If you are a news junkie like me, then you’ve been following the raging debate about health care. Perhaps, like me, you’ve also been wondering whether the town hall meetings are really representative of the conversations taking place on Main Street. Is health care a topic that people across the country are talking about, or only a smaller number of activists on both sides that are turning out to express their views? According to ongoing tracking of word of mouth by the Keller Fay Group, about 1 in 4 Americans 18 to 69 years old (52 million people) were having conversations in July about health insurance and the health care system. This represents a 30% increase from the 40 million (20% of the total adult population) who were talking about
MarketingVOX New and expecting mothers have over 109 word-of-mouth conversations per week about products, services and brands. Most brands are discussed in a positive context and are considered highly credible by other moms, according to a Keller Fay study conducted for BabyCenter, MarketingCharts writes. Per day, the group engages in one-third more word-of-mouth (WOM) conversations than the total public or women in general, the study found: Other findings: – 60 percent of conversations in the studied group include a recommendation to buy, try or consider the brands under discussion – Positive brand sentiment outweighs negative by a 10-to-1 margin – In shopping, retail and apparel, 69 percent of the group is likely to purchase based on what they heard – The group has higher WOM credibility than the total public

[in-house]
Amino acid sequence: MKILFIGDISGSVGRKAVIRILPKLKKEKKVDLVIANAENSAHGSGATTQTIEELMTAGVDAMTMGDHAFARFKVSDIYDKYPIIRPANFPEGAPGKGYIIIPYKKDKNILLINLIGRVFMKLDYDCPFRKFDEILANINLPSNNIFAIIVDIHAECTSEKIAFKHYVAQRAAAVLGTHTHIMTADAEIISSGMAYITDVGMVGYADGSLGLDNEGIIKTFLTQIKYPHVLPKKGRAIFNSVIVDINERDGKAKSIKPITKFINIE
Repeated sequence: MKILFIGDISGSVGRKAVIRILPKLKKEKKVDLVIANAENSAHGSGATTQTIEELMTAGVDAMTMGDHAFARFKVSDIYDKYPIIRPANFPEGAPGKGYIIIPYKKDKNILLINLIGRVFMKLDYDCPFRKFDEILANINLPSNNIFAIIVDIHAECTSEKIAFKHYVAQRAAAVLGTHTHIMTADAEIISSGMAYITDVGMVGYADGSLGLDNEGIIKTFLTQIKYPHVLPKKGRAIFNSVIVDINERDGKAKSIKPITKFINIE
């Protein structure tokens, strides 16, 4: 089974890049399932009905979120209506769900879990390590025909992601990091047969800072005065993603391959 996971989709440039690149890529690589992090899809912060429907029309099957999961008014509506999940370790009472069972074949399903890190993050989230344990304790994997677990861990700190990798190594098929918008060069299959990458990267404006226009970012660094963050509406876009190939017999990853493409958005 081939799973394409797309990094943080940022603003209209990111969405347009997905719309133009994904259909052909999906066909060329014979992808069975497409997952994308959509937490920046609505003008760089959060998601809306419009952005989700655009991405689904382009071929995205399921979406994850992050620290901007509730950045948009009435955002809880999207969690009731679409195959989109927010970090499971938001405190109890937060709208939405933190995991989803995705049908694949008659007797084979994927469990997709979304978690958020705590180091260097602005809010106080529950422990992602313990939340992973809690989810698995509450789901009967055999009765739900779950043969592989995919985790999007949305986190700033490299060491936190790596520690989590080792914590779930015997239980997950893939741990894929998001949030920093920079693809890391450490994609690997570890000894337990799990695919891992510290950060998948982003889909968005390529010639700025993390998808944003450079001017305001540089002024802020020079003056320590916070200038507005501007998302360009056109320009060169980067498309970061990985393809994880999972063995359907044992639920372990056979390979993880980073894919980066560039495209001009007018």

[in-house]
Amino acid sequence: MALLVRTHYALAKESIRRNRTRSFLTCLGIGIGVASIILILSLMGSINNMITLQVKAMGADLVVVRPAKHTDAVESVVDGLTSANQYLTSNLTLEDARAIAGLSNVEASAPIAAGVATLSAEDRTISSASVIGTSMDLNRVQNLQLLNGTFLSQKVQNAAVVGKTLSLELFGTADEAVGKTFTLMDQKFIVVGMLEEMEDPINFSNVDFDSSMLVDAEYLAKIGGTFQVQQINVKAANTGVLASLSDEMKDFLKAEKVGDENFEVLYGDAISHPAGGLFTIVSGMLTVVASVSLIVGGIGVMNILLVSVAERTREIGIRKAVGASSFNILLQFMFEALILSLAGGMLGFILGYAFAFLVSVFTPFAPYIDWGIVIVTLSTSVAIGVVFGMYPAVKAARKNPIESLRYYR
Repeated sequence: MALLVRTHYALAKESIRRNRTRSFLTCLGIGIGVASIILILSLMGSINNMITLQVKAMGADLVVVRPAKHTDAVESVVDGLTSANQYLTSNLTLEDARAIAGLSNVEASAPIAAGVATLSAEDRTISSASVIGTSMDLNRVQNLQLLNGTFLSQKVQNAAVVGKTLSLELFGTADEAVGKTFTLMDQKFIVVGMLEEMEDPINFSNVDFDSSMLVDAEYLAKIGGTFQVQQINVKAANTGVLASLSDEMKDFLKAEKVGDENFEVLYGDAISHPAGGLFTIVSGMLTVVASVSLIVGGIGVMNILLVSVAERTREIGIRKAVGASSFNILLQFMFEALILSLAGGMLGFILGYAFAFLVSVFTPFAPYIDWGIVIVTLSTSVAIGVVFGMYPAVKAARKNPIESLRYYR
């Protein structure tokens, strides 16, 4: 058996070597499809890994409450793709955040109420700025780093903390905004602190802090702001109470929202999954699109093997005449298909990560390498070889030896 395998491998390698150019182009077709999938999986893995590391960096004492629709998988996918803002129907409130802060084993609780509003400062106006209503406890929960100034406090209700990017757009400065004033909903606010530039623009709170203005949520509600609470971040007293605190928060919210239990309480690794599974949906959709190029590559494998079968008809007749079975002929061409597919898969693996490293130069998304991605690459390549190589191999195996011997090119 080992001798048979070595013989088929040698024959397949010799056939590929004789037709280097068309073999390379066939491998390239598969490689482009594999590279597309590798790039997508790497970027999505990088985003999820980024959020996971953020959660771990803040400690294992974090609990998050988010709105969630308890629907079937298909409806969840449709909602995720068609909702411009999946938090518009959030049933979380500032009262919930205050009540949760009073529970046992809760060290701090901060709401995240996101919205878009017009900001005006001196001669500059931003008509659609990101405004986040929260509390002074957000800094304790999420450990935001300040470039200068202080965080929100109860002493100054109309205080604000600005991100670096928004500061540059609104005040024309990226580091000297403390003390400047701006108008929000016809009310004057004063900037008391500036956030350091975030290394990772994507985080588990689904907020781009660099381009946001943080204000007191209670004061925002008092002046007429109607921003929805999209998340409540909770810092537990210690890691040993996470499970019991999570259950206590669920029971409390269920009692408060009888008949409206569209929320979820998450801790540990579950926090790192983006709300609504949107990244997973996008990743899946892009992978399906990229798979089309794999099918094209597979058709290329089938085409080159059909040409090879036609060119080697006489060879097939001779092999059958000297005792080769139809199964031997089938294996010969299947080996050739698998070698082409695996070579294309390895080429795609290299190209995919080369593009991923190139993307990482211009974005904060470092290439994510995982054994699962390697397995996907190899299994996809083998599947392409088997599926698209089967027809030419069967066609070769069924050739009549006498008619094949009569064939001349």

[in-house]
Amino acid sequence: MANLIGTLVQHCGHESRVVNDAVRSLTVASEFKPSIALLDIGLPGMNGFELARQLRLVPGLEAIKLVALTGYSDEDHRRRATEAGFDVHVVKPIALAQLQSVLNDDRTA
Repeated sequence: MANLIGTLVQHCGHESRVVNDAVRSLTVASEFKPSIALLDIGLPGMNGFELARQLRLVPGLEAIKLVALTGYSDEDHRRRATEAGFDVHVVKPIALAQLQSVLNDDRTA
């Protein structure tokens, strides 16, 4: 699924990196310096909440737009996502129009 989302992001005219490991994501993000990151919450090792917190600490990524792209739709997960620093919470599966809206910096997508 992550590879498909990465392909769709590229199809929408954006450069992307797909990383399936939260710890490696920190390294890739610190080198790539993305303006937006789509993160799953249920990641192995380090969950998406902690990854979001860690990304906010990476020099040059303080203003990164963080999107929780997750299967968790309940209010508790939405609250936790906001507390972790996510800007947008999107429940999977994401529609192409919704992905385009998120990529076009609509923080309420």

- Published in News & Events
Brandweek/em> Your interview with Duncan Watts, “Buzz-Kill: Columbia Prof Blasts Influencer Model (Brandweek, March 5), correctly notes that word-of-mouth marketing is a complex and often unpredictable discipline that, let’s not forget, is still in its formative stages. Yet Watts’ basic contention, i.e., that the “whole theory of influencers is bunk,” is wrong and misleading, and flies in the face of a growing body of impressive research, much of which is readily available through the Word of Mouth Marketing Assn. (www.WOMMA.org). It’s true that the word “influencers” has different connotations depending on its context, and some people mistakenly believe the term refers only to the “social elite.” But this semantic point misses a much larger issue: Certain people in everyday life definitely have more influence than others, based on their interests,
- Published in News & Events
NEWS & INSIGHTS
Vital but unloved – negative buzz about home telecoms /TV /broadband providers exceeds that of banks, finds Keller FayLONDON, March 6, 2014 /PRNewswire - Data from m...